William Blake (1757-1827) was an artist who worked in print media and paint, and often combined the two in his own self-published books. Within these he
elaborated a deep and complex mythology ostensibly based on the Bible, but which represented a highly original system of philosophy.
Blake studied and exhibited at the Royal Academy of Art and was friends with some of the important artists of the day, who yet he was little appreciated in his own time. This changed much throughout the twentieth century, and in the twenty-first century a group of London mosaic artists decided to reveal him to in the public.
Located next to Waterloo Station, and not far from where Blake formerly lived, Southbank Mosaics is a social enterprise whose first big effort was focused on his works. In particular, they wanted to recreate and amplify the ones he created while living in Lambeth, such as ‘The Marriage of Heaven and Hell’.
They proceeded to take some of the tiny images that Blake had printed and hand coloured and enlarged them greatly to transform them into large mosaics. The Project Blake series can be found hanging in the railway underpasses close to where William Blake lived in Lambeth for about ten years. An unfortunate decision by the local council saw Blake's house demolished... it was still standing there in the early 20th century.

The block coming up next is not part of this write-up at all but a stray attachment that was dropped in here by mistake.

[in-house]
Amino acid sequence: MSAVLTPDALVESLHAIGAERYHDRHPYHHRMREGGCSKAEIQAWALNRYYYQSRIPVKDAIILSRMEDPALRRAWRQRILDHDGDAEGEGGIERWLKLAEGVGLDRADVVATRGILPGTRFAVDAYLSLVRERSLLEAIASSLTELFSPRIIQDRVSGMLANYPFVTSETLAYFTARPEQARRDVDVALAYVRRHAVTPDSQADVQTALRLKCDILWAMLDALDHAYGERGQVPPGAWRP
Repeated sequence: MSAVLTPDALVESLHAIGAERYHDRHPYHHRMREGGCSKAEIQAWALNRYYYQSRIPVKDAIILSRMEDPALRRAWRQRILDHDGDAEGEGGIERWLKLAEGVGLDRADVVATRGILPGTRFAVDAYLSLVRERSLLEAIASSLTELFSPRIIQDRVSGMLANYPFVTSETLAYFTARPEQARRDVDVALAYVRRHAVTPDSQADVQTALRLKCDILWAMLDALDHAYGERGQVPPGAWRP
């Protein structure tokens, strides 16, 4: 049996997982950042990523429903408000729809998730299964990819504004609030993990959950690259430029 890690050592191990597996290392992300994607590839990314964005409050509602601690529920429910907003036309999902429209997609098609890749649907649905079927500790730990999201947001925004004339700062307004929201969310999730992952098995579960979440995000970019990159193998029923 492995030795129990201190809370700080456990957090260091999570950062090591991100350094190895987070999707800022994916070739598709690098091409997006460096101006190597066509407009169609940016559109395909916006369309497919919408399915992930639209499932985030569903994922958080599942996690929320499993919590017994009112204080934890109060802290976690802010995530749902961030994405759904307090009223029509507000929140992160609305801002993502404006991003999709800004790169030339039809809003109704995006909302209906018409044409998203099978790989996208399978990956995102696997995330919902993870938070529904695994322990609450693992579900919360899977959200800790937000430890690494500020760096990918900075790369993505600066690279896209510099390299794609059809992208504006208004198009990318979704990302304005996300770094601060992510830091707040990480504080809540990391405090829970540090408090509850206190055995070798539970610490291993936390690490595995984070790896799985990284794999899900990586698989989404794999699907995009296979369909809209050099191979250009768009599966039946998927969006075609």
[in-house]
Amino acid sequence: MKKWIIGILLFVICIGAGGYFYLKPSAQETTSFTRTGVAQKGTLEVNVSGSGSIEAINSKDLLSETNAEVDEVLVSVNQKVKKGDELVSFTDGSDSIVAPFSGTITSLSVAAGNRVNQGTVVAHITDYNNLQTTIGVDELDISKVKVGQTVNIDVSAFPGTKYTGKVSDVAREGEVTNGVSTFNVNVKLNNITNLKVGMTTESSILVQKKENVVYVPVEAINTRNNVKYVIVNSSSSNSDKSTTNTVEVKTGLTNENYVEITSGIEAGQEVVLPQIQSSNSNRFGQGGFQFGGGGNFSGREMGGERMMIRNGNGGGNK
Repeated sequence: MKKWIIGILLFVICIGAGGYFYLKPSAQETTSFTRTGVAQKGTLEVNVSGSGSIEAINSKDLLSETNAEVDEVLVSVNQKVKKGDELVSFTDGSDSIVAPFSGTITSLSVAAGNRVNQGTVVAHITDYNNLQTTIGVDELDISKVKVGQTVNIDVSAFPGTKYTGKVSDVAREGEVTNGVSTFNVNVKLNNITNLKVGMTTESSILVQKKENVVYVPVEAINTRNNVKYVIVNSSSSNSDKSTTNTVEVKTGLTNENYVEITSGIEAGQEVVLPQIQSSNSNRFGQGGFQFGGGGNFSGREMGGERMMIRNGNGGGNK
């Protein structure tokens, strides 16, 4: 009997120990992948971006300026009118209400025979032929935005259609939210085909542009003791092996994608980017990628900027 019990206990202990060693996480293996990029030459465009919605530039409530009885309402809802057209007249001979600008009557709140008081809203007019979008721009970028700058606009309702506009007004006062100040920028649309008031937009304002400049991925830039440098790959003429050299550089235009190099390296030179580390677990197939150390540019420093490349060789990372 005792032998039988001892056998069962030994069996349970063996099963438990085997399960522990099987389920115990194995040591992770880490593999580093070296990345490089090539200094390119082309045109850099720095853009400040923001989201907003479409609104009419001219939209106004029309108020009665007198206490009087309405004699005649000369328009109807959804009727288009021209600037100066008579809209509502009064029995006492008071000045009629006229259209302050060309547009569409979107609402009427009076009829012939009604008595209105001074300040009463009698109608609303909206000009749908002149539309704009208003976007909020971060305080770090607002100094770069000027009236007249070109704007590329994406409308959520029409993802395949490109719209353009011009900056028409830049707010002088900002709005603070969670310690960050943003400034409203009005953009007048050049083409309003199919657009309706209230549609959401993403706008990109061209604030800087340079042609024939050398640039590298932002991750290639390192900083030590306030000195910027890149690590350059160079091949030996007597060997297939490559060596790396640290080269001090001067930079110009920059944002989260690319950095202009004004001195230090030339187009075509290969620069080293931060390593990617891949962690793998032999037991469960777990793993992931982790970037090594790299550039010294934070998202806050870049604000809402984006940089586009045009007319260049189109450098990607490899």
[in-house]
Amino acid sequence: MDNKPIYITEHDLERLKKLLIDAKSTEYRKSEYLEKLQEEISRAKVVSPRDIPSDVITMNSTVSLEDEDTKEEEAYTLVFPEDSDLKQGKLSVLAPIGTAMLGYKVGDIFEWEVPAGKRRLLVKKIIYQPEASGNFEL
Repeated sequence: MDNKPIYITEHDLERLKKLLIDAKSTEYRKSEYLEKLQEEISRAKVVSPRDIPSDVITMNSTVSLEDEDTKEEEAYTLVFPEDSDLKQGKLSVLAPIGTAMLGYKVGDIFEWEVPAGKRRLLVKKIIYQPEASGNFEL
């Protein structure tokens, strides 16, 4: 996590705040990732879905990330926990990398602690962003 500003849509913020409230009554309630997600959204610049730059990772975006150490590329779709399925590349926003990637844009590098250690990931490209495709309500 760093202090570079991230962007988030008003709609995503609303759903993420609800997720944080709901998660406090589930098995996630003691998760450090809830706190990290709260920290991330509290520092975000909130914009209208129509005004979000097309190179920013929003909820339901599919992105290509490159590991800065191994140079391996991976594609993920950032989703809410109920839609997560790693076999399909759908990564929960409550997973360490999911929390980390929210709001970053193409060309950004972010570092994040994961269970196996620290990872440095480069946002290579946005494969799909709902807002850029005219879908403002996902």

Fortunately, these mosaics maintain Blake's presence in the area. Interestingly, people who live nearby have commented that the rather dark aggressive railway underpasses, which were formerly places they were afraid of passing through, have been transformed by this art into places that they now enjoy traversing, and they even take others with them to show them the mosaics.
The second grand project of the group was a large-scale work known as the Queenhithe Mosaic, their London timeline project. This extensive, outdoor mosaic tells the story of London, beginning with the arrival of the Romans two thousand years ago. It runs through all the major figures and events right up to today. From Roman Londinium, Queen Boudica and Emperor Hadrian, to the arrival of the Saxons, the Norman Conquest, as well as the plague, Shakespeare, the Great Fire and the World Wars, it makes a fascinating account of the life of London.
It is one of the largest mosaics in the city, and can be found along the riverside pathway just a bit east of the Millennium Bridge, so almost opposite the Tate Modern. You may come across its striding length on a walk along the northern embankment, and if so you can walk alongside and enjoy this thoughtful blend of art and history.
By Gregory Edwards, Tutor at OISE London